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This study aimed to test the effects of horticulture therapy on activities of daily living, happiness, meaning of life, and interpersonal intimacy of nursing home older adults in southern Taiwan.
A quasi-experimental study was applied. Eighty-five older adults aged 65 or older who lived in nursing homes in southern Taiwan were recruited conveniently. All participants completed the study: experimental group (n = 41) and control group (n = 44). The experimental group received horticulture therapy for 1 h once a week for 8 weeks, while the control group continued their routine daily activities. The following questionnaires were administered before and after the intervention period: (1) Barthel Index (BI), (2) Chinese Happiness Inventory short version (CHI), (3) Meaning of Life Scale (MLS), and (4) Interpersonal Intimacy Scale (IIS).
The BI, CHI, MLS, and IIS scores significantly improved in the experimental group (p < .05). After 8 weeks of horticulture therapy, the BI, CHI, and IIS scores of experimental group participants were significantly better than the scores of control group participants (p < .05); however, the MLS scores of two groups showed no significant differences (p = .738).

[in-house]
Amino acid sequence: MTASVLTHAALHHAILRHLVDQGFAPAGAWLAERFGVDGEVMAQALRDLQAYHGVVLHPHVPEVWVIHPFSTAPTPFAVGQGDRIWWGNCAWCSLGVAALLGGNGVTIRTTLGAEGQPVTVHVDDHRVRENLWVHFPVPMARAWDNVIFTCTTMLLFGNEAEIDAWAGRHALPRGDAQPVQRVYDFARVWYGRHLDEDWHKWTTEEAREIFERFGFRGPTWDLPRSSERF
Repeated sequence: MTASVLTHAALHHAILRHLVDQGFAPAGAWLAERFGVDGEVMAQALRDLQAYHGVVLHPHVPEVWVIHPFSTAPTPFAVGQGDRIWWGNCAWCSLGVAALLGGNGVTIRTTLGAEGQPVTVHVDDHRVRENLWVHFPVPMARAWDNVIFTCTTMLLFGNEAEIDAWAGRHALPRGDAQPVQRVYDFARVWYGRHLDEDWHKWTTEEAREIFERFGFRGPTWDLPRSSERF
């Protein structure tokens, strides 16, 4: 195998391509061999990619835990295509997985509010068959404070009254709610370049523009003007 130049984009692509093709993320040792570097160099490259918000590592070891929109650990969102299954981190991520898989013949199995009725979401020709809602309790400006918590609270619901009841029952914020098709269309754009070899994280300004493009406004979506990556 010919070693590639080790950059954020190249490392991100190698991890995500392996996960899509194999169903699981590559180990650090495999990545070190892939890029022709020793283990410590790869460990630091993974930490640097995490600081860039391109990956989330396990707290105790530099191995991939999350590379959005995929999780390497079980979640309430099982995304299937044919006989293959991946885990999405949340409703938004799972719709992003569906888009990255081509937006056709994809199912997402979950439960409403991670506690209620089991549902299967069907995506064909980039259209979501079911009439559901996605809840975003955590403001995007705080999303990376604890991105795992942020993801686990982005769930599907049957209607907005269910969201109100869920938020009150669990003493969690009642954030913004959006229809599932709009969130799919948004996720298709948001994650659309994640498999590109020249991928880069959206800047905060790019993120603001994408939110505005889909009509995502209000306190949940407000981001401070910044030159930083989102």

Horticulture therapy improved activities of daily living, happiness, and interpersonal intimacy of older adults in nursing homes. We recommend that nursing homes recruit and train personnel to lead horticultural therapy and to incorporate the therapy as routine daily activities in the facilities.
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- Effects of horticulture therapy on nursing home older adults in southern Taiwan
- Springer International Publishing
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